Green Bay Packers' and New York Giants' Rivalry Is Legit

Trent Stutzman@@trentstutzmanContributor IIINovember 23, 2012

GREEN BAY, WI - JANUARY 15:   Aaron Rodgers #12 of the Green Bay Packers slides with the ball after a run against the New York Giants during their NFC Divisional playoff game at Lambeau Field on January 15, 2012 in Green Bay, Wisconsin.  (Photo by Jamie Squire/Getty Images)
Jamie Squire/Getty Images

Don’t look now, but the Green Bay Packers are slowly but surely building a rivalry with the New York Giants.

Reminiscent of the 1960s—when the legendary Vince Lombardi beat his former team for the NFL Championship two years in a row—it seems playoff implications are always on the line now every time the two power houses meet.

The modern day rivalry began back in 2007, Brett Favre’s last game ever as a Packer. The road warrior Giants upset the heavily favored Green Bay team in overtime en route to one of the biggest Super Bowl upsets ever.

Although the two teams never met in the 2008 or 2009 seasons, the rivalry picked up steam in 2010.

In the 16th week of that year, New York went into the weekend with a 9-5 record, and Green Bay 8-6.

The Packers dominated the game, winning 45-17. They would sneak into the playoffs as a No. 6 seed, while the Giants were forced to spend January watching from home as the Packers went on to win Super Bowl XLV against the Pittsburgh Steelers.

Last year only strengthened the rivalry. With Green Bay attempting to keep its undefeated season alive, the Week 13 battle came down to a dramatic last-second field goal by Mason Crosby to seal the victory for the Pack.

In the playoffs, of course, the Giants exacted their revenge by demolishing the Packers 37-20, making them 2-0 in playoff games at Lambeau Field in a span of four years.

This year, the stakes are undeniably high. After Green Bay started out the season at 2-3, it has won five straight to climb to a 7-3 record and a tie for the NFC North lead. Depending on how the Chicago-Minnesota game goes on Sunday, the Packers could be in sole possession of first place with a win over the Giants.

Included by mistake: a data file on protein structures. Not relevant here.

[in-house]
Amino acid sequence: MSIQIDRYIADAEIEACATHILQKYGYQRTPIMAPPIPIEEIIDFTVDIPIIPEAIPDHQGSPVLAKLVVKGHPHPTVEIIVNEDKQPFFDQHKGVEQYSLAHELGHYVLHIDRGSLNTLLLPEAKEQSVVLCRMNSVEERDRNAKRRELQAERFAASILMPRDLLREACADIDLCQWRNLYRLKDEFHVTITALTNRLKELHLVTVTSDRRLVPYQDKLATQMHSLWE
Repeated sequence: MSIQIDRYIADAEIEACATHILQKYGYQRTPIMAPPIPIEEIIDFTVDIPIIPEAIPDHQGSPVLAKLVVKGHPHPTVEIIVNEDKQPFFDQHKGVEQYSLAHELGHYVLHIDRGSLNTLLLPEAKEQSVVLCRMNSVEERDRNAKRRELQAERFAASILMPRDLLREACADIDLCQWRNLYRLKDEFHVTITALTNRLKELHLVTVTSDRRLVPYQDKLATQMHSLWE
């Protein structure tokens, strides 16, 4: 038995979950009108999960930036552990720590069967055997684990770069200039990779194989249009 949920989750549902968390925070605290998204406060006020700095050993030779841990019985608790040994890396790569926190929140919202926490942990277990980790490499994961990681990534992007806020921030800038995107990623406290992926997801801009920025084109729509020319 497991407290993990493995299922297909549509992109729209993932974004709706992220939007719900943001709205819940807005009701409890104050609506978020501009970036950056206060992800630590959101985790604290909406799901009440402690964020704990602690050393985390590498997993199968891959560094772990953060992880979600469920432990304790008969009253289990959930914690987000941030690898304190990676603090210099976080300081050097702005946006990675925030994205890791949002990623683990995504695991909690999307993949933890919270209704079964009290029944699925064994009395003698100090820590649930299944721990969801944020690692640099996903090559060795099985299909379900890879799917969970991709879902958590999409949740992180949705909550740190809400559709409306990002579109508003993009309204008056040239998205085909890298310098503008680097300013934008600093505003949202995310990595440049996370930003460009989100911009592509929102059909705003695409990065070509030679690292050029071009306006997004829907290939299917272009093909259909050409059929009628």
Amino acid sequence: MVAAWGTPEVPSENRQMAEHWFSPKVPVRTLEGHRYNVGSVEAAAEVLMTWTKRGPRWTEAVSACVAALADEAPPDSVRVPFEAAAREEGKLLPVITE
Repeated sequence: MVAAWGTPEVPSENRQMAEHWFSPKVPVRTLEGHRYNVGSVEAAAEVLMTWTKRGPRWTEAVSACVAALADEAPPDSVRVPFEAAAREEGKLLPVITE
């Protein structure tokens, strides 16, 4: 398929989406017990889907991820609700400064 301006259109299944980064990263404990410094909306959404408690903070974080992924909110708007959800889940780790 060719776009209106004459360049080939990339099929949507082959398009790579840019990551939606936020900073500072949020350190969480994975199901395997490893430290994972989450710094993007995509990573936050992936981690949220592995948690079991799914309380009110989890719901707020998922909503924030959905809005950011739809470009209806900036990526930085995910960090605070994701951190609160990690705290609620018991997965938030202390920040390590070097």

The G-Men have gone the opposite direction. After starting out with a strong 6-2 mark, they have lost two straight in an unimpressive fashion. Should they lose Sunday night, the Giants will only be one game ahead of the Redskins for the NFC East lead with a matchup in Washington the following week.

I’ve also got a feeling this won’t be the last time these two squads face off in the 2012 season. If Chicago and New York can hold on to win their respective divisions, a first-round 4-5 matchup between the Giants and Packers would be a very strong possibility.

Two of the most important aspects of a rivalry are that neither team dominates the other too much and that both teams are successful. The recent battles between Green Bay and New York contain both.

Since 2007, the Packers have beaten the Giants three times, while New York has won twice against Green Bay, including the playoffs. During that same span, the two teams accumulated a total regular season record of 117-63, a playoff record of 13-4 and three Super Bowl victories.

There really aren’t too many interdivisional rivalries anymore. Patriots-Colts and Giants-Jets are the two biggest ones right now, with classic matchups like Cowboys-Steelers or Cowboys-49ers lacking the same substance they used to.

But the Packers-Giants rivalry? Now there’s one that always creates excitement, even in the blowouts.

Hopefully, this one lasts for awhile.